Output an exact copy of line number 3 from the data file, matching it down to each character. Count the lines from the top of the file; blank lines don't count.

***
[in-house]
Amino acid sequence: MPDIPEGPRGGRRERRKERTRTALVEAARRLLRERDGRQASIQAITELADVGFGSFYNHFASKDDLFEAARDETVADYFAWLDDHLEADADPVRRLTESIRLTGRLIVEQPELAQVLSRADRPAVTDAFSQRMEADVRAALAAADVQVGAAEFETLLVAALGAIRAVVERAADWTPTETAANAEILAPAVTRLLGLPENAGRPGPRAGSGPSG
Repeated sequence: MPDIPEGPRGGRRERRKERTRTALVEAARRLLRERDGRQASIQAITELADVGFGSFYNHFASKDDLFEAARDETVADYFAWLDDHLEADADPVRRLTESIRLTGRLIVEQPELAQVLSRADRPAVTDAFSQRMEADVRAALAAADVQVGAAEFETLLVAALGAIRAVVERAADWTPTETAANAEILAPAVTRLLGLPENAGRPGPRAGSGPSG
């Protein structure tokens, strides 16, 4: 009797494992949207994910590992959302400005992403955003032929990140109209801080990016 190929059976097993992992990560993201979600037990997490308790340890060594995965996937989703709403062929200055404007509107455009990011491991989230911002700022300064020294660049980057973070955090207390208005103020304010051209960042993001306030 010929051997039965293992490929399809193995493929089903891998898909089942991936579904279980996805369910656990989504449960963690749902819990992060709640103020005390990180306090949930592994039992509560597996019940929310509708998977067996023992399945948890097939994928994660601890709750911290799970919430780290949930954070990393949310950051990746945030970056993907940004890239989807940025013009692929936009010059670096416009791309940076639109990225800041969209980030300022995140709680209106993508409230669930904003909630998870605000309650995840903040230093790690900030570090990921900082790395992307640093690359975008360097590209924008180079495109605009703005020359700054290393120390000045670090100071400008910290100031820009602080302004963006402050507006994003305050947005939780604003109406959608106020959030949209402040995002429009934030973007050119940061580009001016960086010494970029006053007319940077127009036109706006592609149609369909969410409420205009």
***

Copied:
Repeated sequence: MPDIPEGPRGGRRERRKERTRTALVEAARRLLRERDGRQASIQAITELADVGFGSFYNHFASKDDLFEAARDETVADYFAWLDDHLEADADPVRRLTESIRLTGRLIVEQPELAQVLSRADRPAVTDAFSQRMEADVRAALAAADVQVGAAEFETLLVAALGAIRAVVERAADWTPTETAANAEILAPAVTRLLGLPENAGRPGPRAGSGPSG